We actually were functioning as a label at that point, and this was when labels were doing 360 grabs and just trying to grab everything that they could. But we were offering real services because we had to. So when you look at the companies from that time. You look at what Guy [O’Seary] put together with Maverick; you look at what Irving and Jeffrey [Azoff] ended up building with their new variation of their business; you look at what Scooter did with his business; and Roc Nation with their business. Everybody had to had those services.

So now that you add those services, okay, well, we don’t need you as much except for banking, distribution – looking at the partnership with the labels. So we’re seeing everybody evolve and having these little competitive overlaps now.”

Music Ally: How has it gone so far? You’ve been operating for about nine months? What have you learned?

Troy Carter: “Yes, May of last year. I think the biggest thing is just patience, because you can’t skip steps in the process. With breaking artists, it’s a natural gestation period to break an artist. As much as you want to accelerate it, you can’t bake a cake in a microwave! It’s a process.

Building a company with real culture and where you’re hiring smart. It’s 32 of us right now, and you want to be deliberate with that process, and be deliberate with building a culture within the company. So all of those things. Really between May of last year and December of last year, it’s just really been building, building, building. Building software, building a team, building processes. But I’m ready to get started. I’m chomping at the bit now!”

Music Ally: Patience can be difficult in the industry as it stands now. An artist now can put a track out, get 10m streams quite quickly, but they’re not ready to perform live, they’re not ready for being a hit. But they have a hit! So how do you hold back?

Troy Carter: “It’s a discipline! I have a lot of friends within major labels who still practise that discipline. They’re working with younger managers who want to take every dollar off the table, or younger members of your team who are just ready to go. If you talk to Julie Greenwald, she’s VERY very methodical about how she’s setting up artists. If you talk to Sylvia Rhone, she’s very methodical. Steve Berman’s the same exact way.

If you’re playing long, and you want this artist to have a really healthy career? The last thing that you wanna do is to have an artist who has never performed live, for their first show to be Coachella! Or for their first TV appearance to be SNL [Saturday Night Live]… you wanna build that confidence.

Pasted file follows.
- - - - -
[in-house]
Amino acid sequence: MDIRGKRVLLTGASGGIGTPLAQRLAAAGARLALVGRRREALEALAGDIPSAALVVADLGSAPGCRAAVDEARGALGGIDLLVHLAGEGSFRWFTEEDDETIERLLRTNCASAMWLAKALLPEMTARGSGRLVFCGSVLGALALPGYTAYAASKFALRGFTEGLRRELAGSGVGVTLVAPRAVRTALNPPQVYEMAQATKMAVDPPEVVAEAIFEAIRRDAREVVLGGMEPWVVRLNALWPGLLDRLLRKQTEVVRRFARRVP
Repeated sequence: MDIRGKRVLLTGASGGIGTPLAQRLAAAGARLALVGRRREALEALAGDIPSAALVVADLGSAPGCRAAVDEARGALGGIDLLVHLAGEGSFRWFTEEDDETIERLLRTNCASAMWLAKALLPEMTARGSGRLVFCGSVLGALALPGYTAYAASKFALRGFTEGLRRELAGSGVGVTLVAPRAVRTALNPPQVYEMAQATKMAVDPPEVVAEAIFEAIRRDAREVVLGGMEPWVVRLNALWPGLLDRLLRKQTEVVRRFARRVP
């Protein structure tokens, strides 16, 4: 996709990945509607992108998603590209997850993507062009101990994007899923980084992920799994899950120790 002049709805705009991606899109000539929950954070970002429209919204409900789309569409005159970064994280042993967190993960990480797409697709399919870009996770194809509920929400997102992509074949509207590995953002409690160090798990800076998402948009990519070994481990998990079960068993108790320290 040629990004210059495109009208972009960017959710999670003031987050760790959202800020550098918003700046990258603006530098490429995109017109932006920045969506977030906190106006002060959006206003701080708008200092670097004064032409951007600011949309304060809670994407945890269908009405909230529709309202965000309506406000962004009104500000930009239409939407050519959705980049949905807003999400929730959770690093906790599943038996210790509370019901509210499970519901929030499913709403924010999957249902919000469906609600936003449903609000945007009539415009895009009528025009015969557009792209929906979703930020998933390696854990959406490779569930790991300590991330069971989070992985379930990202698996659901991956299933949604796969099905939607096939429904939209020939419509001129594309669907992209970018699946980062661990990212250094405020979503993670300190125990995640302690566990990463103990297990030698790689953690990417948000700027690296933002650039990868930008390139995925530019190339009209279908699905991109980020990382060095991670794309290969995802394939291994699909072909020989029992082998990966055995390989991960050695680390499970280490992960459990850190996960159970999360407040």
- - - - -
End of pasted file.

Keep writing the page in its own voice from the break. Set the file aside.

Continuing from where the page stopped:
Just because you have a hit does not mean that you’re ready for showtime. And sometimes you’ve got to be truthful with the artist about that, because they’re ready to go as well, and they think they’re ready.”

Music Ally: In the bigger picture, there’s Q&A. There’s Platoon. There’s UnitedMasters. These hybrid software / services companies, set up by music people. Is there a pattern or a trend here that we should be talking about more?

Troy Carter: “Denzyl [Feigelson, CEO of Platoon] I’ve known forever, Steve Stoute [CEO of UnitedMasters] I’ve known forever, and both of them are really good friends. Denzyl has exquisite music taste! And Denzyl cares about artists in a real, meaningful way. And Steve has great taste, passion, knows artist development.

I want people like that on the front line of this revolution, because one of the bigger problems was you had people came purely from technology that was approaching the space, and that was the disconnect when I went into Spotify. That was the first problem that I was looking to fix: okay, how can we put artists first? How can we really invest alongside managers and labels in the careers of these artists?

Technology is just a means to an end! But you had people who are approaching the business and thinking artists and songs are a means to an end! They’re using music and artists as a customer acquisition tool for other things. So I’d rather have Denzyl and Stoute in it, where they’re approaching it thinking about is this artist going to be an iconic artist that’s going to be around for the next 30 years?”

Music Ally: An easy headline is to position these companies as competing with labels. But you’re working with Warner Music, in a partnership. Is that something we’re going to see more?